I had my 7,000th paragliding flight 2 days before heading down to Quest and Scott had over 3200 paragliding flights, all of our flights ending injury free. We've done all sorts of hugely fun things on paragliders, who would of thought we could be so "wowed" by hang gliders? The key element to our adventure was the brilliant training. We didn't have to pause and consider whether or not our instructors knew what they were doing. We just let them do their job and every step of the process made sense and prepared us for the next level. I can't imagine trying to learn any type of aviation, let alone aero-towing, without the thorough guidance. Bob Lane, the manager of Quest, and Paris Williams, world-class hang gliding competitor, worked us through the ropes with discipline and teaching mastery. Rich Cizauskas, from Salt Lake, filled in with us here and there and he was just as talented at keeping us on the leading edge of our learning curve. Heck, the whole staff was excited to give us pointers and coaching. It was truly a vibrant and professional operation. When I went over to Wallaby Ranch Malcolm Jones, the owner, and Rob Kells, the owner of Wills Wing, coached me through using a drop away cart and stand-up landings. Scott spent time a Wallaby as well and just loved the careful attention he got from Malcolm.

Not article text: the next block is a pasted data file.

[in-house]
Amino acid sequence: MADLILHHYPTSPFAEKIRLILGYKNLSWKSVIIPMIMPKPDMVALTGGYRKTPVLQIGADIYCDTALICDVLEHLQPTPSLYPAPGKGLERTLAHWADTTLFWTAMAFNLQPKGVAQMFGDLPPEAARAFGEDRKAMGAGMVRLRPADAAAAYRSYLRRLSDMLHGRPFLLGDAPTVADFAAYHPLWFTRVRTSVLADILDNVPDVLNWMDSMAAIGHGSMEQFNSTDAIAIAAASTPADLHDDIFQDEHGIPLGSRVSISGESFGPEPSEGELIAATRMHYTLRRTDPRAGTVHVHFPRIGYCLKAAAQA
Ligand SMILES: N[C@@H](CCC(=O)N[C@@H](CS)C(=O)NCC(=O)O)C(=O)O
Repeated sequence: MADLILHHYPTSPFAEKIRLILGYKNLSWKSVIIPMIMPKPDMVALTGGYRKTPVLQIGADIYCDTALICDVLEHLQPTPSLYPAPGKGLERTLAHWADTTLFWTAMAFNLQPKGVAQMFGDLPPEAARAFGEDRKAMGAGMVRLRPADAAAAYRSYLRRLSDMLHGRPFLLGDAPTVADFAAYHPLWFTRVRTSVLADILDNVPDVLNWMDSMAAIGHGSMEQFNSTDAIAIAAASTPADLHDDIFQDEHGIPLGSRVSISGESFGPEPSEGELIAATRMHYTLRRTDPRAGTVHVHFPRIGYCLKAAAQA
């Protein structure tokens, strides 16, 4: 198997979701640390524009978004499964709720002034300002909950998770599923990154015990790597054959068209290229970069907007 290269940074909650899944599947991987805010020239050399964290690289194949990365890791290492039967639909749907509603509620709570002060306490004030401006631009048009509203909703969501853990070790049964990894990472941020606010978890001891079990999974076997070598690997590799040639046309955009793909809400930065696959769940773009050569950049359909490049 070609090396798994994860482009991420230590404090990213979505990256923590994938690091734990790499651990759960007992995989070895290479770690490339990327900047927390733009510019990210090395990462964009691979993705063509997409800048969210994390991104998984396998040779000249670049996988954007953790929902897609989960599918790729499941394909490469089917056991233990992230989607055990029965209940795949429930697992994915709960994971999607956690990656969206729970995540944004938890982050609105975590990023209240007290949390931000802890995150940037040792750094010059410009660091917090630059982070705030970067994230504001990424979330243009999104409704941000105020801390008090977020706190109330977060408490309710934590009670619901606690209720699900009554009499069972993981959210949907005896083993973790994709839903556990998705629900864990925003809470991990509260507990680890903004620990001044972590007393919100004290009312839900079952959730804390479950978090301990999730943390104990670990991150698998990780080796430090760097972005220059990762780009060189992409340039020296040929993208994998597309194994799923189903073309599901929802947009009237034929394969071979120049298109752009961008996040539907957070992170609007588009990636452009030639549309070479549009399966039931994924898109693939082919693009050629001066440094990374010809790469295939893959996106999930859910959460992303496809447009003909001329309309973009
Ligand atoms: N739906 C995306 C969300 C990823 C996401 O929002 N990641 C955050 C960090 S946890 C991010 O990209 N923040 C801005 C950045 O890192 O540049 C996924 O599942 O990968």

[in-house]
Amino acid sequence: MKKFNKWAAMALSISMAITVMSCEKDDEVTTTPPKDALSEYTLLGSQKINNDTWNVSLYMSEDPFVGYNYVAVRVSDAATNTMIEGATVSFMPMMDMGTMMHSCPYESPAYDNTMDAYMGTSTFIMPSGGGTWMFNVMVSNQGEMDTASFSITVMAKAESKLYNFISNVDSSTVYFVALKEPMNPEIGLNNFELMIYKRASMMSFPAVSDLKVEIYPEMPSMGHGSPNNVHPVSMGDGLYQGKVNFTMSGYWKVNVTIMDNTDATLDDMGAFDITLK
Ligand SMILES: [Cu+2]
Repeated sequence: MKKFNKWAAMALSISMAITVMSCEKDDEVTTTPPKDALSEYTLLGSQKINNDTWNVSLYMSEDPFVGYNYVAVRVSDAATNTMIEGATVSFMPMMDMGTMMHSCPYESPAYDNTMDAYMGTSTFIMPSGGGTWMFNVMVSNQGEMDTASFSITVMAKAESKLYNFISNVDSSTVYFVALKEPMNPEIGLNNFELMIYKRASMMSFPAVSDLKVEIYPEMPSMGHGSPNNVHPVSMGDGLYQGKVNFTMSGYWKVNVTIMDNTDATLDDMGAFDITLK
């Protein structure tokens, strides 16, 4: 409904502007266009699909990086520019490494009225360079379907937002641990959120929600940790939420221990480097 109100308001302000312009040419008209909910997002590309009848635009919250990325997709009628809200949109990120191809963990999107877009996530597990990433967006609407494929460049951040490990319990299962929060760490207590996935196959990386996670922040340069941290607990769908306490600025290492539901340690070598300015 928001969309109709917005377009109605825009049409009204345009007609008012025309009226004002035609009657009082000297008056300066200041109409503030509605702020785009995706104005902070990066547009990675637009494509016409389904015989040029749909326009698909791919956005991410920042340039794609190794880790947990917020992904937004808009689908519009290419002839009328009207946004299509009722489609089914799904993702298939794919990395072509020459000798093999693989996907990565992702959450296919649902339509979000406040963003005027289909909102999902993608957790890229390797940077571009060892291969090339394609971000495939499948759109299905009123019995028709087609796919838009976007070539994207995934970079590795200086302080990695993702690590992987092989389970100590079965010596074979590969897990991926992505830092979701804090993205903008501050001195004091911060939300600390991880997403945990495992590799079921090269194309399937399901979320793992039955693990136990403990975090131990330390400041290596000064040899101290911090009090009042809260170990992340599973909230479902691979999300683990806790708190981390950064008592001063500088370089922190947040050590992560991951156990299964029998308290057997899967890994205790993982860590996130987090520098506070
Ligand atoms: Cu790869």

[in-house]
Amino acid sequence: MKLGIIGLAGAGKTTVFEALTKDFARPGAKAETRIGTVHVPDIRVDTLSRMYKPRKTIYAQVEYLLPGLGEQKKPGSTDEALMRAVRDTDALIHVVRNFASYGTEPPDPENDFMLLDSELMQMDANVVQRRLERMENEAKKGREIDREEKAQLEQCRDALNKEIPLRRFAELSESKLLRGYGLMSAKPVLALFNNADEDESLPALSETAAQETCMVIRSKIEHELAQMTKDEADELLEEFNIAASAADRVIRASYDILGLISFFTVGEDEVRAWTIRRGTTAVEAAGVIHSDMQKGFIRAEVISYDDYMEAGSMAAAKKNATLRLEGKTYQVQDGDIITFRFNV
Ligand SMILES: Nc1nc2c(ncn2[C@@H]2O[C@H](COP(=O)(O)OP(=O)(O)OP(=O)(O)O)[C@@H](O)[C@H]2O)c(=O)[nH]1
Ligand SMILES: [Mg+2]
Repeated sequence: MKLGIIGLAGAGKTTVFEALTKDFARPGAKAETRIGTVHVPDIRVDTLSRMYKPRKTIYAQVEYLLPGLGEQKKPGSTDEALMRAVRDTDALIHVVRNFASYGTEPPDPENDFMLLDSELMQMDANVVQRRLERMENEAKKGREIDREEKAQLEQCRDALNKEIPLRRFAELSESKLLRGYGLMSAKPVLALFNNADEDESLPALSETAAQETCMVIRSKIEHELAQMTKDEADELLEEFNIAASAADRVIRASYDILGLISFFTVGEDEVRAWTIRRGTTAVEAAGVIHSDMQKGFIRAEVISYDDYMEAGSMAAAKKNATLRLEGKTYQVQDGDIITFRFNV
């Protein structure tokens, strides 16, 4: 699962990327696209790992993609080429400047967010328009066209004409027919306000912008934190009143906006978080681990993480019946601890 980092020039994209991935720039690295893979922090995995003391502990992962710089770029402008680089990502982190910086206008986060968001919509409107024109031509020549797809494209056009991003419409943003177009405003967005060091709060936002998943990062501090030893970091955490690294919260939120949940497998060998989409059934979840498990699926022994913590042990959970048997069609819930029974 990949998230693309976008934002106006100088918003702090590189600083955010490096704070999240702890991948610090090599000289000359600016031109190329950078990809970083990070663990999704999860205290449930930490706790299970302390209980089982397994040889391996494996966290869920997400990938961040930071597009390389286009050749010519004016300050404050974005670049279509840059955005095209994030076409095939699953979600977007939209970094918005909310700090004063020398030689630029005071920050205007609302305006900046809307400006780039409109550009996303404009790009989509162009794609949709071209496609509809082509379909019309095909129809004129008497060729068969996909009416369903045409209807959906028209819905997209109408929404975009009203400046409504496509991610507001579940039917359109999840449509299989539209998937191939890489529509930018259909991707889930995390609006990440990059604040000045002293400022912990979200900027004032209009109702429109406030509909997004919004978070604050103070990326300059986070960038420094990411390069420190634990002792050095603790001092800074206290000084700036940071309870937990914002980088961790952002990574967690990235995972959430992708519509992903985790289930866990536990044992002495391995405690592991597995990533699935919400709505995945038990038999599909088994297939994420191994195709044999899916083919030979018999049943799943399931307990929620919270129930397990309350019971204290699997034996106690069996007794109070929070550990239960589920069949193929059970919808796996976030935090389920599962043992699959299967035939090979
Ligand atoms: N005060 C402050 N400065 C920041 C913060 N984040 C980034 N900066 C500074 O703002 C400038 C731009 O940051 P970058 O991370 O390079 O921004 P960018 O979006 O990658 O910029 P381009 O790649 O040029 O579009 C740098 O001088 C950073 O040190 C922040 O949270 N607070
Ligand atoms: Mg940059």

Aero towing helps you get loads of airtime and practical in-flight training. We started out doing many tandems, I had 22 before going for a solo flight. On tandem, with our teachers above us, barely noticeable, we were quickly left to try and manage all aspects of the flight. The pre-flight, the hang-check, the launch, the positioning behind the tow plane, the release, the landing and all the other little details. It's really counter-intuitive banking up and pushing up on the hang glider, but not that tough when all's going just peachy, that's why our instructors would keep throwing us into fast action situations. Before we knew it we were near lock-out, in the tug's prop wash or even released un-expectantly from tow. You had to really mind the store or find yourself getting an over-ride control from the instructor, always a little embarrassing, at least they were there to get it all back together. We'd make mistakes, and the guys grilled us over them, but they made sure we knew that we were loved, "It's back in the simulator for you!"